6. I’m writing a post about this right now. We’ve had tomato and pepper plants everywhere for a few weeks and we shouldn’t plant those for a few more weeks. I did ask the Co-op yesterday why they put them out so early. He says people start asking for them even though he tells them it’s too early. He finally gave up trying to inform people and just orders them. He did say he always gets another big order in when it’s the right time to plant. That way, he gets to sell to them twice!

  7. It really is insane isn’t it, same happens here, all sorts of non-hardy plants start appearing early feb, unless you have a greenhouse they will die…xxx

  8. Oh I agree. I get so annoyed with garden centres for the same reason though as they all just want to cash in on gullible non/semi gardeners! I looked for a hellebore in February… none left – all sold out (in flower) 6 weeks earlier!

  9. On the opposite end of the spectrum I love to visit the independent garden stores in the area. They may have a few of the big showy things to draw people in but mostly the plants are in stock just at the right time.

  10. I see it every year at local garden centers. Very upsetting!

  11. Yikes–that is nuts! It kind of leaves me speechless. Like you say, maybe Pansies and some of the early-flowering bulbs, but tall blooming perennials? Yikes!

  12. You aren’t crazy, Jason. Here I see the same shelves with blooming flowers (!!) when the temps are +5C. I often think the same way: where did they bring plants from? I think mostly flowers are from Holland.

  13. Home Depot sponsors our GardenFest, so I cannot say anything derogatory about them. People could plant them in pots, enjoy them while in bloom and when the weather warms, let them have their days in the sun. Just bring them back inside at night or on cold days until a few weeks from now when the weather is more forgiving to plant outside. The store has the plants on fixtures with wheels and takes the plants inside at night. I do agree it is far too early, but the store goes on when people start to think about getting out in the garden. As a designer, I can tell you many think about it too early. We have to tell them the ground cannot be worked. Home Depot replaces plants lost too if I am not mistaken. I knew someone that took them back each year for replacement.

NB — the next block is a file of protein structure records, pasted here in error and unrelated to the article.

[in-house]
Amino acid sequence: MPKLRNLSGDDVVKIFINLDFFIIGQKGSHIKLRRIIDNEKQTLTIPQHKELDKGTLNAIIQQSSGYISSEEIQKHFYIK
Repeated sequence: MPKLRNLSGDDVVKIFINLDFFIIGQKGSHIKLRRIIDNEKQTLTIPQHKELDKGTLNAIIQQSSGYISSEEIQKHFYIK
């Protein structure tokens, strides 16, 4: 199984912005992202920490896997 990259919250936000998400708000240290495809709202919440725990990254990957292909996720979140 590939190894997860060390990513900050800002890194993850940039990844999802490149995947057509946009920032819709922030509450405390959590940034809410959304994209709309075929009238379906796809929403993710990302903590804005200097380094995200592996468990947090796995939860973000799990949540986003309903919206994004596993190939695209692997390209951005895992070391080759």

• It does not seem good business “encouraging” people to be buying plants out of “season” although the calendar does say spring. As a designer, I have to make sure homeowners respect weather and seasonal conditions for install times, but often they WANT to start far too soon. Home Depot recognizes there is a branch of homeowners willing to take that risk. Why are they any different than the independent nurseries and growers? Greenhouses are now open in our area and selling. Home Depot goes with market trends, so if competition is open for business, they gear that portion of their store in that direction as well. It is not much different than selling Christmas items in September. Just my thoughts, because not being a home gardener and working with growers and nurseries, I do know what drives business in this market and it is people buying services and product.

  14. I hear you, but Garden Walk Garden Talk has a valid point. And here, I’ve noticed that even the local, family owned nurseries, which should know better, sell all kinds of perennials that will never be perennial here – oriental poppies, primroses, you name it. Many have a 1-year plant replacement policy, and I’m sure they will be shelling out new poppies and primroses, just as Home Depot will be shelling out new scabiosas.

    • I’ve generally found the independents to be better on this score than the big box stores, thought hey are not entirely innocent. And even if they replace the plants, it’s still an awful waste. Plus, don’t deprive me of my righteous indignation, it gets me through the day.

  15. Larger chains and stores over here do the exact same thing Jason – it’s not limited to the states. I’ve often spoken to folks buying such plants and telling them it’s way too early and should not be planted out but many have just told me that if they are selling them it must be ok. It’s their money, I tried my best!

    • Gardeners and their money are soon parted, especially when they don’t know what they are doing. Even when they do, come to think of it.

  16. To be fair to them I think they are improving. When I first moved here I routinely saw them offering plants that couldn’t possibly survive but over the years the selection has been improving. Maybe they got a new manager that knew more about plants? Who knows.